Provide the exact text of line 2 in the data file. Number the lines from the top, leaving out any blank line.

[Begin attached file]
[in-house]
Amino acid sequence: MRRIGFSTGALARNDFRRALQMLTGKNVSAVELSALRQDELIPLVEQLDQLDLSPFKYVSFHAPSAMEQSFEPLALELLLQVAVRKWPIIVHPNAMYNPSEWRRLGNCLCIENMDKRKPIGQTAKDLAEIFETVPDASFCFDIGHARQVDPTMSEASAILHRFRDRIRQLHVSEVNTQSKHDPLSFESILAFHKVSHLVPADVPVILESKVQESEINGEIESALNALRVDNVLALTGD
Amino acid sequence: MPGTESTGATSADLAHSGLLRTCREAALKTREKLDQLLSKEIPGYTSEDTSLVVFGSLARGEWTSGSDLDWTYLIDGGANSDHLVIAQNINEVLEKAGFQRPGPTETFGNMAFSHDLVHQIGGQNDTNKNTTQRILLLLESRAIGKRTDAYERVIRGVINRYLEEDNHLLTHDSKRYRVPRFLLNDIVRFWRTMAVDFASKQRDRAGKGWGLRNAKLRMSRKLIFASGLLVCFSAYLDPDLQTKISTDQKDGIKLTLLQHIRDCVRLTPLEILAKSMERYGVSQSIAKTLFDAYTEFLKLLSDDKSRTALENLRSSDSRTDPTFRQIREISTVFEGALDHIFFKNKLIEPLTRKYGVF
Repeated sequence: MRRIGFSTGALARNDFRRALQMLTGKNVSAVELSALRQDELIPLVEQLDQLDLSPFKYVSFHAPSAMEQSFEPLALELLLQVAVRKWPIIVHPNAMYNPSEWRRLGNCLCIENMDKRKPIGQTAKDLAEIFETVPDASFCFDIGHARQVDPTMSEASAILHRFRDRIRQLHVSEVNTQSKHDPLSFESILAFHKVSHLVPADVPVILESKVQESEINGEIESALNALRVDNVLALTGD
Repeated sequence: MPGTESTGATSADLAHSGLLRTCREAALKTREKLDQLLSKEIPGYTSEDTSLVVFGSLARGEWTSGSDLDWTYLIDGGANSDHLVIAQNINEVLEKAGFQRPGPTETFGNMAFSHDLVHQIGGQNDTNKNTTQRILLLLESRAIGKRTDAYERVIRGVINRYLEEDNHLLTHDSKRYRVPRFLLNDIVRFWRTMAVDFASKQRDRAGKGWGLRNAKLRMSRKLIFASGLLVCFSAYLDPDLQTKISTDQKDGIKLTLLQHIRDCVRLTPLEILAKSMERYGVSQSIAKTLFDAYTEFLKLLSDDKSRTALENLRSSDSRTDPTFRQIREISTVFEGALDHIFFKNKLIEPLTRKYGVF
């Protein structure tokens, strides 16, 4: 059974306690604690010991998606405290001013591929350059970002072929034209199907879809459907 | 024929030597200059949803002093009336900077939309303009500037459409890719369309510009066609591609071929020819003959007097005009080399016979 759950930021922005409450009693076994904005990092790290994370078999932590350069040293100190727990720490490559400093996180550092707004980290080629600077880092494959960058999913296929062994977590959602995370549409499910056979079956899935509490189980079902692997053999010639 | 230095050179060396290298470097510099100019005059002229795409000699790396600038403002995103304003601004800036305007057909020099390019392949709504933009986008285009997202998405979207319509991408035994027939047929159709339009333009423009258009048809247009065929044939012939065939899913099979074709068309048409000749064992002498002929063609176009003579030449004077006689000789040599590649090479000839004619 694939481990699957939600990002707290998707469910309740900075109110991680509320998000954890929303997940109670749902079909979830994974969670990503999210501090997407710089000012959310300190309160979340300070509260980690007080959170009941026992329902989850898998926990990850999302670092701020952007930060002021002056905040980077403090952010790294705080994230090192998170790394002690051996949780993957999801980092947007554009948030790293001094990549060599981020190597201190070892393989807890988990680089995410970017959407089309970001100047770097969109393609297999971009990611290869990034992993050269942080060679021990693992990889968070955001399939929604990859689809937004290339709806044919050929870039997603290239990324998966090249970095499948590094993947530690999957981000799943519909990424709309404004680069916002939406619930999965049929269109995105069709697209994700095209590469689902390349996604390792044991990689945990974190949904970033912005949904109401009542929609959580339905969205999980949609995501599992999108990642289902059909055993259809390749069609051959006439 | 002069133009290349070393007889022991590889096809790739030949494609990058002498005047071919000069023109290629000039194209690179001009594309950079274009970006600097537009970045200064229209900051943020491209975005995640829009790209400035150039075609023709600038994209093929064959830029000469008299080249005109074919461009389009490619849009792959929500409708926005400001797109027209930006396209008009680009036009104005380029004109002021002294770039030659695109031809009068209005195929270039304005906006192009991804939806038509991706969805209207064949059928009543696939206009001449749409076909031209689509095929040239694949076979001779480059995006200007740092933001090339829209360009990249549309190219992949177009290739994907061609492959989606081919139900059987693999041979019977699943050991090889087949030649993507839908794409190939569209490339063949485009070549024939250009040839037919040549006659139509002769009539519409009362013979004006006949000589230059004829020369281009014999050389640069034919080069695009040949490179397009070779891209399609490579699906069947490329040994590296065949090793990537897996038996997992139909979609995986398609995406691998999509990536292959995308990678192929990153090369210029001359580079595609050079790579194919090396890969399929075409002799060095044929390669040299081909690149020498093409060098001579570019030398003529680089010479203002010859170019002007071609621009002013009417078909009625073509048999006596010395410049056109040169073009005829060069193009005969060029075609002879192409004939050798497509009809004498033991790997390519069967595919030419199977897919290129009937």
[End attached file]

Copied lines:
Amino acid sequence: MRRIGFSTGALARNDFRRALQMLTGKNVSAVELSALRQDELIPLVEQLDQLDLSPFKYVSFHAPSAMEQSFEPLALELLLQVAVRKWPIIVHPNAMYNPSEWRRLGNCLCIENMDKRKPIGQTAKDLAEIFETVPDASFCFDIGHARQVDPTMSEASAILHRFRDRIRQLHVSEVNTQSKHDPLSFESILAFHKVSHLVPADVPVILESKVQESEINGEIESALNALRVDNVLALTGD